Her greatest successes were coaching Middletown’s field hockey and girls’ basketball programs, and she was part of helping the county transition from the six-player girls basketball game that was standard until the 1960s to the modern five-player game.

“Expectations were different for girls’ sports,” Schley says. “We beat Linganore 25-5, and the next day I got called into the principal’s office. He was furious with me. He said the [margin of victory] was mean. It didn’t matter that one of the boys’ players scored 50 points in a game that week. Girls’ sports were supposed to be friendly.”

As a physical education instructor at Middletown, Schley was used to a routine where the girls sports scene was largely controlled by the county’s physical education teachers. The coaches would get together, set a schedule, line the fields for field hockey and often officiate their own games—all without a budget. “I’d always set one or two new basketballs aside from gym class for us to use as game balls,” Schley says.

When Title IX passed, Schley recalls Ron Engle, who was Middletown’s athletic director at the time, calling her into his office to say that he was now handling schedules for all teams.

“That shocked the socks off me,” she says. “He had the first [field hockey] game scheduled against Catoctin. I said, ‘You know, that’s Fair Day?’ He had no idea how bad I wanted to be at the fair.” The game ultimately was changed.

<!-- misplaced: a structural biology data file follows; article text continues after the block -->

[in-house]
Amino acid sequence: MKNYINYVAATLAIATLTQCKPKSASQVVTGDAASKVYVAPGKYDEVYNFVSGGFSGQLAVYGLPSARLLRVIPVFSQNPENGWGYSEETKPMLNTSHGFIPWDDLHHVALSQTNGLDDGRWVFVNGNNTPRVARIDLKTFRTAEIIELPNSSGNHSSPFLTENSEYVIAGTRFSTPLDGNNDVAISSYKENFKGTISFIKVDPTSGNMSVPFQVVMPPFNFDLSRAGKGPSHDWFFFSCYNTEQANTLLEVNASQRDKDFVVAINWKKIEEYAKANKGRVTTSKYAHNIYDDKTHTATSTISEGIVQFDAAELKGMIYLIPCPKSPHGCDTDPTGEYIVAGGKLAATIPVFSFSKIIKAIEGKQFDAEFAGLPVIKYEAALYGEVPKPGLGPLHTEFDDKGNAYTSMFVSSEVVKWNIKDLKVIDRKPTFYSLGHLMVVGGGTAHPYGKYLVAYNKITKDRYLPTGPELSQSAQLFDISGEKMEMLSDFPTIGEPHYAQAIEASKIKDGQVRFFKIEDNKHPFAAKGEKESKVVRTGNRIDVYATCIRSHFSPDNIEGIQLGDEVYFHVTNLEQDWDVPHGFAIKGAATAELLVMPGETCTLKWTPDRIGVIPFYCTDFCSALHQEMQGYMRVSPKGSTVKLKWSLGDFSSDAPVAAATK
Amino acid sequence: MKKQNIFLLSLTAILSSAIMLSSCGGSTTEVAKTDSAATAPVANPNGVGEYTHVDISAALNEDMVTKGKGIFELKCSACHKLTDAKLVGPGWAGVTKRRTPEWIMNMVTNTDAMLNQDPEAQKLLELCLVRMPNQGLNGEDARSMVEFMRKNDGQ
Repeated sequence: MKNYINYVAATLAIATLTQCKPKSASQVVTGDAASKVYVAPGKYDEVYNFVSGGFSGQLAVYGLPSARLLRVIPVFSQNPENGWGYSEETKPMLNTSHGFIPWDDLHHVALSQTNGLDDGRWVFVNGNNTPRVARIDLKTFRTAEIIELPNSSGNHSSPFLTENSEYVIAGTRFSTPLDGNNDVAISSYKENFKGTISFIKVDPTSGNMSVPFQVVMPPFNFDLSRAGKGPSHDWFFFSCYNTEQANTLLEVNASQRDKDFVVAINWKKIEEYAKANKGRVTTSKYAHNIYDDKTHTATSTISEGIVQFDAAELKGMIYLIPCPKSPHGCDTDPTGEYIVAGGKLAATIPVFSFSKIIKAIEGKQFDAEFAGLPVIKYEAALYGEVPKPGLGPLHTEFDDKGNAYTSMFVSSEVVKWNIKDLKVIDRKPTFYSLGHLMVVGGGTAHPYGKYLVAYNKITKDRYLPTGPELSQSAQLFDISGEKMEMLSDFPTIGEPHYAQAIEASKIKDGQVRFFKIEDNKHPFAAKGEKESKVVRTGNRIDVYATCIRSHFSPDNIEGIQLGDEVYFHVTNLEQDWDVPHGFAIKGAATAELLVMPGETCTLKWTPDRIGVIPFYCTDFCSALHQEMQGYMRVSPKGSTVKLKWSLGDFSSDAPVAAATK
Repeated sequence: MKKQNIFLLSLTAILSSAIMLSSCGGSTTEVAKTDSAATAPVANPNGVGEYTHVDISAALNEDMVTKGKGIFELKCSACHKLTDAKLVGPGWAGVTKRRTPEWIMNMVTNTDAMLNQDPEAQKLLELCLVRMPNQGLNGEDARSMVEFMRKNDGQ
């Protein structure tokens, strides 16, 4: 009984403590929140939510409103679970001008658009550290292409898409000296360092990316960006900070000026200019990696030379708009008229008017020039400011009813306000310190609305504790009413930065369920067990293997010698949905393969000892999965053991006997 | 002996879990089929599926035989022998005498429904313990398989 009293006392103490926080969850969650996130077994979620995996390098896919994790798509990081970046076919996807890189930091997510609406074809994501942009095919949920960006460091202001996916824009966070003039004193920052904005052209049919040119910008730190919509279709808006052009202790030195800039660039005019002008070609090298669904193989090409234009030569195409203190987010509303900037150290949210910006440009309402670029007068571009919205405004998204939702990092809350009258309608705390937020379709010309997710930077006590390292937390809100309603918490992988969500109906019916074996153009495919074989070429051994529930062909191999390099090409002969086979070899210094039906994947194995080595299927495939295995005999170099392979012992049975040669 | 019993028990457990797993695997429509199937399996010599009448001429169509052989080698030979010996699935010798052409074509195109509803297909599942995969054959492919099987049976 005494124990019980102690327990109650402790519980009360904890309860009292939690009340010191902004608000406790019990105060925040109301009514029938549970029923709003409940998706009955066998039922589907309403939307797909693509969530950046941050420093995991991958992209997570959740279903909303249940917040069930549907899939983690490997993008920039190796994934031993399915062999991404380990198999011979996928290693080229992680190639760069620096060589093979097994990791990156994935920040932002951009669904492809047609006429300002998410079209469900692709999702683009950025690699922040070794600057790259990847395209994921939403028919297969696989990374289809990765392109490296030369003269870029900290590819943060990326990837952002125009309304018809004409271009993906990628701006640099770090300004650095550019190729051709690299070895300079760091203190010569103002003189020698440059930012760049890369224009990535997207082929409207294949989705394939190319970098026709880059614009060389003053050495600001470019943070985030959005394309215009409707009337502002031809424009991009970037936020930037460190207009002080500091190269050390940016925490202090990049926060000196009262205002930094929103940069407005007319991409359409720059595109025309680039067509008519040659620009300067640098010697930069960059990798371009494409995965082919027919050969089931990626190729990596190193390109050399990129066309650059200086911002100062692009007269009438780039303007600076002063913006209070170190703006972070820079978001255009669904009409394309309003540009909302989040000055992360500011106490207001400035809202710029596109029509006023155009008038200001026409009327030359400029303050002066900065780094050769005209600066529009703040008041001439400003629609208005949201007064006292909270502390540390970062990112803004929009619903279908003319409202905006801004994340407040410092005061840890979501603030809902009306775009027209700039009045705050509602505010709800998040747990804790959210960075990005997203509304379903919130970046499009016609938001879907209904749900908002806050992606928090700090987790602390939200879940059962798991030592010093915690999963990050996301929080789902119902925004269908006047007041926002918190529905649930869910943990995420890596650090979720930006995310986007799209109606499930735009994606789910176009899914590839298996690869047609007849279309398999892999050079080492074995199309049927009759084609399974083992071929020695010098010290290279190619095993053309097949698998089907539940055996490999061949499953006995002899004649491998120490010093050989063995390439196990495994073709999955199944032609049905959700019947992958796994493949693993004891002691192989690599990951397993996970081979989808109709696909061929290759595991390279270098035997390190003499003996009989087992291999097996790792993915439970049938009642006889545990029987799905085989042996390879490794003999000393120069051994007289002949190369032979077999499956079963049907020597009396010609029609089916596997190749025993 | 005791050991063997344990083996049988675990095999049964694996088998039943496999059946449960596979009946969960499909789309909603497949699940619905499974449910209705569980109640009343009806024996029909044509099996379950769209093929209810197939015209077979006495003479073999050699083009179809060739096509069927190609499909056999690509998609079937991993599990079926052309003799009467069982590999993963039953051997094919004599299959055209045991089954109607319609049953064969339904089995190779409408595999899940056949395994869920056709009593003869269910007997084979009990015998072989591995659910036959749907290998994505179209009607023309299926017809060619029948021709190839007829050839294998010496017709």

Another point of contention was getting up-dated uniforms. The field hockey team usually played in their white gym class outfits and the basketball jerseys were hand-me-downs for years. One Middletown player in the early 1970s had the same satin jersey her mother wore some 20 years before, Schley recalls.

Making Gains

Smith Wilcom, the first female athletic director in the county, skillfully navigated Brunswick to an increased all-sports presence. When she arrived at Brunswick as a physical education teacher in 1966, the school offered nine varsity sports, of which just three were for girls. She was named athletic director in 1978 and in the years that followed Title IX and until her retirement in 2003, Brunswick added 13 sports—eight for girls.

Brunswick’s limited school enrollment often meant the school was fielding varsity teams lacking the depth or prior playing experience enjoyed by many of its Frederick County counterparts. “We had the belief that we needed to create opportunities,” Smith Wilcom says. “It didn’t matter if we were competitive or not. In a number of sports, we struggled for a long time until we finally grew into those sports. And look at Brunswick now,” she emphasizes with a nod to recent team success in sports such as girls’ soccer, which had a rocky start in the 1980s.